BOSTON (CBS/AP) — A bill that would ban the use of Native American mascots in Massachusetts public schools headed to a public hearing at the State House on Tuesday.
The push comes after Tewksbury officials rebuffed efforts last year to change the name of their Redmen mascot.
Parents appealed to state lawmakers, arguing the mascots perpetuate stereotypes and harm Native Americans.
“I’ve been called ‘Chief.’ I’ve even been called ‘Redskin’ in Massachusetts,” said Jason Packineau of Sudbury. “I know in the classroom there’s statistics and studies that show native mascots and their imagery cause bullying, they cause native youth to have a lower value of self esteem.”
Rep. James Miceli, however, thinks the proposed bill is a case of political correctness gone too far.
“I have a hard time. I think that falls in the category of PC,” said Miceli.
Opponents say mascots become part of a school’s culture and aren’t intended to be demeaning.
Gene of Amesbury is of Narraganset Native American descent. He doesn’t believe a ban will help because it is avoiding the issue.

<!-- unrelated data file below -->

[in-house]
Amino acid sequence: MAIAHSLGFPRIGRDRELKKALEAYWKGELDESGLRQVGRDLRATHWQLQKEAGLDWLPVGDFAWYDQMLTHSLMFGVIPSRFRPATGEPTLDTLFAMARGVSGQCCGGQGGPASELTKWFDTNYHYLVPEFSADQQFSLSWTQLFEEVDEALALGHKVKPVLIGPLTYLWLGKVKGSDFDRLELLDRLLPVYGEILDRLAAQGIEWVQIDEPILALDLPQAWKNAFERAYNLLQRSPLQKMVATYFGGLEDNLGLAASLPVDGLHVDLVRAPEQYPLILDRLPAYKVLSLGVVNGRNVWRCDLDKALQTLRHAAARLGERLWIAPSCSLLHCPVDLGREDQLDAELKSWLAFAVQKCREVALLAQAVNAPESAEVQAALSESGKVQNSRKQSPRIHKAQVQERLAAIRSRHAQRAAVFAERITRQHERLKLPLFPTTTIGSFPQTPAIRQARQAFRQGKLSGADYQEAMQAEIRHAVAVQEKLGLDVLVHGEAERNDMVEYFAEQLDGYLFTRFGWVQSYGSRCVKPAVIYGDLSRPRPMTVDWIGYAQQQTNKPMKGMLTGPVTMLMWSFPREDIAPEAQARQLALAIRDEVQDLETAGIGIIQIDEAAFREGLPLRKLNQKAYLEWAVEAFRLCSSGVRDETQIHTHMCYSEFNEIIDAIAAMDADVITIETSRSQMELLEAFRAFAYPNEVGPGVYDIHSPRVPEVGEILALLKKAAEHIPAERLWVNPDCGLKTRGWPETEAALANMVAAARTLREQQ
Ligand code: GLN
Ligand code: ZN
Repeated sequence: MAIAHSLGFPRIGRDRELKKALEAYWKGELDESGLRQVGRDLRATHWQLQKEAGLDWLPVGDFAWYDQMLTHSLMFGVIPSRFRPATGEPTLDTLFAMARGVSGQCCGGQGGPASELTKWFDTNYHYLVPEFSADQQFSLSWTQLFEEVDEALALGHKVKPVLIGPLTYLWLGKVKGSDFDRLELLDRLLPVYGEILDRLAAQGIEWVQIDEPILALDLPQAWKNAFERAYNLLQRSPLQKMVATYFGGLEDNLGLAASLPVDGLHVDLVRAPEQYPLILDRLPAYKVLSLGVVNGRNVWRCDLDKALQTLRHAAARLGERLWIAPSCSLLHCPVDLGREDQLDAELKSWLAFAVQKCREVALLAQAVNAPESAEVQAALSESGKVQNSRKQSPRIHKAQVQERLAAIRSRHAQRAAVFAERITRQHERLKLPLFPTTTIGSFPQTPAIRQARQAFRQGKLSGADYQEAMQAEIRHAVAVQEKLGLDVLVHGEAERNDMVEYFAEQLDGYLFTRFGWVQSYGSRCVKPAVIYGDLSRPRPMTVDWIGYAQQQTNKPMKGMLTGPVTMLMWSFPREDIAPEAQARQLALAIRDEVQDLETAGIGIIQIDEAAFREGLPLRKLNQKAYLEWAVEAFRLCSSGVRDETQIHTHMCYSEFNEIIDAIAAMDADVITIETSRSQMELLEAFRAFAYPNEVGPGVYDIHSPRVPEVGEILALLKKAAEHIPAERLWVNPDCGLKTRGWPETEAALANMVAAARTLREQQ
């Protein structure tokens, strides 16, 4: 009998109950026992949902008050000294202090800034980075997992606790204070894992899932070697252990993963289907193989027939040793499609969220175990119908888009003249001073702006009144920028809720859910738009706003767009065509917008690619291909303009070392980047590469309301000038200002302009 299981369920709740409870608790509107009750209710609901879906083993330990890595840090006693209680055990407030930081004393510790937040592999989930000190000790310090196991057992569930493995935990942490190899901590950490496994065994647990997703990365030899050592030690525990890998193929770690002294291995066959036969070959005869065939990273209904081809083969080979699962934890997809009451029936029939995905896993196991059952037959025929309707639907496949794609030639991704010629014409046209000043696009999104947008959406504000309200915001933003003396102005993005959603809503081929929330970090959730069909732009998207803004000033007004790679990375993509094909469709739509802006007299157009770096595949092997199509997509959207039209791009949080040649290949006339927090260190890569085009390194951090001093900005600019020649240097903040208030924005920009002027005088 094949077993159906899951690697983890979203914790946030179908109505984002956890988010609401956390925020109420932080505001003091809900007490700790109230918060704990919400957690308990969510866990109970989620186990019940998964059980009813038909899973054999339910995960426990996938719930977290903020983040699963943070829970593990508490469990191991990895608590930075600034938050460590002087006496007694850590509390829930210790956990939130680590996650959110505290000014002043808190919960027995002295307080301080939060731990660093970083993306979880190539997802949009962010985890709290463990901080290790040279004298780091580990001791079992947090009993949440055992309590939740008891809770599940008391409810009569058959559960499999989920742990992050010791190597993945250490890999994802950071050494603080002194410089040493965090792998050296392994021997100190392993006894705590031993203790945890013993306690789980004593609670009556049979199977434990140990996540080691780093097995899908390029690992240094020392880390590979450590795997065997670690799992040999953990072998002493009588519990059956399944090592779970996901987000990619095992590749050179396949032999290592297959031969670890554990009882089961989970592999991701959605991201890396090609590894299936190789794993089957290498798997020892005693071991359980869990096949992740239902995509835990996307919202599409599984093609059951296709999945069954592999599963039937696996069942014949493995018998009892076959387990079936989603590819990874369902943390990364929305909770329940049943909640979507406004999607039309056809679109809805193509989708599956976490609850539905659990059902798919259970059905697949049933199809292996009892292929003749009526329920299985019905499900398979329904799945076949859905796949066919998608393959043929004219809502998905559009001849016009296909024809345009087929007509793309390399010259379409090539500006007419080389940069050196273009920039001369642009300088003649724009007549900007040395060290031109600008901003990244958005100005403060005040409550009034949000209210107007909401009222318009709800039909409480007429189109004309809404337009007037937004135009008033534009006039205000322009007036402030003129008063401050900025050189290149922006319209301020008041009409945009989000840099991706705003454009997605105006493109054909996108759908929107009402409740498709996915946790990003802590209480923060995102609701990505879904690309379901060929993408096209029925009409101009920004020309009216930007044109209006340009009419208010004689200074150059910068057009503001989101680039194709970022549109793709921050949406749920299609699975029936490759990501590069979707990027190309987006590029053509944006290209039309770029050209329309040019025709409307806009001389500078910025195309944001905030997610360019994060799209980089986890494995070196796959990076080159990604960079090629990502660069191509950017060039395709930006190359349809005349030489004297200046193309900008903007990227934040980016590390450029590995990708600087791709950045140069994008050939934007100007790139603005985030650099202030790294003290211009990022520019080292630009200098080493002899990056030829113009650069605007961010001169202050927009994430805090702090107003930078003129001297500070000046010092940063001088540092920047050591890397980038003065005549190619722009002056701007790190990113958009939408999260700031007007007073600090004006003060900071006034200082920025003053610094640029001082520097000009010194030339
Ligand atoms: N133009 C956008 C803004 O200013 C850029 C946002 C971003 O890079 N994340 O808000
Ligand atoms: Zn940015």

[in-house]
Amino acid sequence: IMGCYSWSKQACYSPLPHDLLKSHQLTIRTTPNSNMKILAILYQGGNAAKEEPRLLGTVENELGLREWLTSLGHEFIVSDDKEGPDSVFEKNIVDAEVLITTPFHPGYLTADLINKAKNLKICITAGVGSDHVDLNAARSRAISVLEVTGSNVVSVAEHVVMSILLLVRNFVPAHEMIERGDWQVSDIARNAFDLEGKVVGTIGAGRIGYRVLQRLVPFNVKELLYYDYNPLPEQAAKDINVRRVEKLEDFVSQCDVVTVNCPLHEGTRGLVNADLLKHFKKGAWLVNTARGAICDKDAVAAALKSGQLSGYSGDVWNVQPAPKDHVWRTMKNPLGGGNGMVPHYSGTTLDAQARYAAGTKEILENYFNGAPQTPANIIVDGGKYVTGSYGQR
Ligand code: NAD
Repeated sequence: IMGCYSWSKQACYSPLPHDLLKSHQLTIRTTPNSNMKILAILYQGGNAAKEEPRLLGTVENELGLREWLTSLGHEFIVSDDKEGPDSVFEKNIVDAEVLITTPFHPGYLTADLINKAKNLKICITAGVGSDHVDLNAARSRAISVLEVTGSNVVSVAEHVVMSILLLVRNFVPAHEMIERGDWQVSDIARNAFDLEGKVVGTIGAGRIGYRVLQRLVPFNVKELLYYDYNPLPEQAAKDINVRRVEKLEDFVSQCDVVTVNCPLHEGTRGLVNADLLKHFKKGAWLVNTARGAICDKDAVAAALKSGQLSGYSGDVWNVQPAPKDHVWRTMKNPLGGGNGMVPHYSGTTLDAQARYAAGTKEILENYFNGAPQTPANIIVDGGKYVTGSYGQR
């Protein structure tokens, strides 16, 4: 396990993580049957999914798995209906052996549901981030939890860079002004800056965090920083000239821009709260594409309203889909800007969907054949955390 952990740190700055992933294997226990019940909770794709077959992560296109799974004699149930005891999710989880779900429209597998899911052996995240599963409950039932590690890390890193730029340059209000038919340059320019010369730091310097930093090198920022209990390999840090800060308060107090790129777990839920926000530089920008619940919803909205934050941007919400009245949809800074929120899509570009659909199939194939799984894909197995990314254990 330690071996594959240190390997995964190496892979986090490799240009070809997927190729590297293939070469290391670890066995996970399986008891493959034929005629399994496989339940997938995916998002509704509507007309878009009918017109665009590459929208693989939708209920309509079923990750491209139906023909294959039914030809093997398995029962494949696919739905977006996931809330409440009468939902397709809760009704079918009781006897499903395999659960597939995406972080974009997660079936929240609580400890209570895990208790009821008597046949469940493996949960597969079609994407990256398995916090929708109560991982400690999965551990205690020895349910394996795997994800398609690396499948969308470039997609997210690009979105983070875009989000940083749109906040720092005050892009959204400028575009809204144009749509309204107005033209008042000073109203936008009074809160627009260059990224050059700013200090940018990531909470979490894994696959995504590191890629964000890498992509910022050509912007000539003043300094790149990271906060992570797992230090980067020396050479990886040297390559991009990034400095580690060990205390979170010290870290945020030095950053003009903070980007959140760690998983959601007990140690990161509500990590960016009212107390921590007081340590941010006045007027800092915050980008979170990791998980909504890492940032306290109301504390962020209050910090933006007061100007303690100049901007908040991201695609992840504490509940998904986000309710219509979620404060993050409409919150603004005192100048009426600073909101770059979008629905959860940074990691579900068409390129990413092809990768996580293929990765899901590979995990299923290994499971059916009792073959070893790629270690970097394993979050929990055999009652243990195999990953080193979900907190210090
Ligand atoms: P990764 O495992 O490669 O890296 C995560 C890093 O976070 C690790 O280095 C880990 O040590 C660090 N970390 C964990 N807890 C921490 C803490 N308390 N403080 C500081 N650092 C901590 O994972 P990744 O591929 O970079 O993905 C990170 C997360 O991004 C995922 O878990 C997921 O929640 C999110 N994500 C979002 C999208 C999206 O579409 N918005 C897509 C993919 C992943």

“One people, one country. This division must stop. This mascot business is nothing more than window-dressing, it is not a problem to me,” he said.
The bill heard Tuesday defines a Native American mascot as a “name, symbol, or image that depicts or refers to an American Indian tribe, individual, custom, or tradition that is used by a public school as a mascot, nickname, logo, letterhead, or team name.”
The bill gives specific examples, including “Redskins,” ”Savages,” ”Indians,” ”Chieftains,” ”Braves” or “Redmen.”
WBZ NewsRadio 1030’s Doug Cope reports
(© Copyright 2017 CBS Broadcasting Inc. All Rights Reserved. The Associated Press contributed to this report.)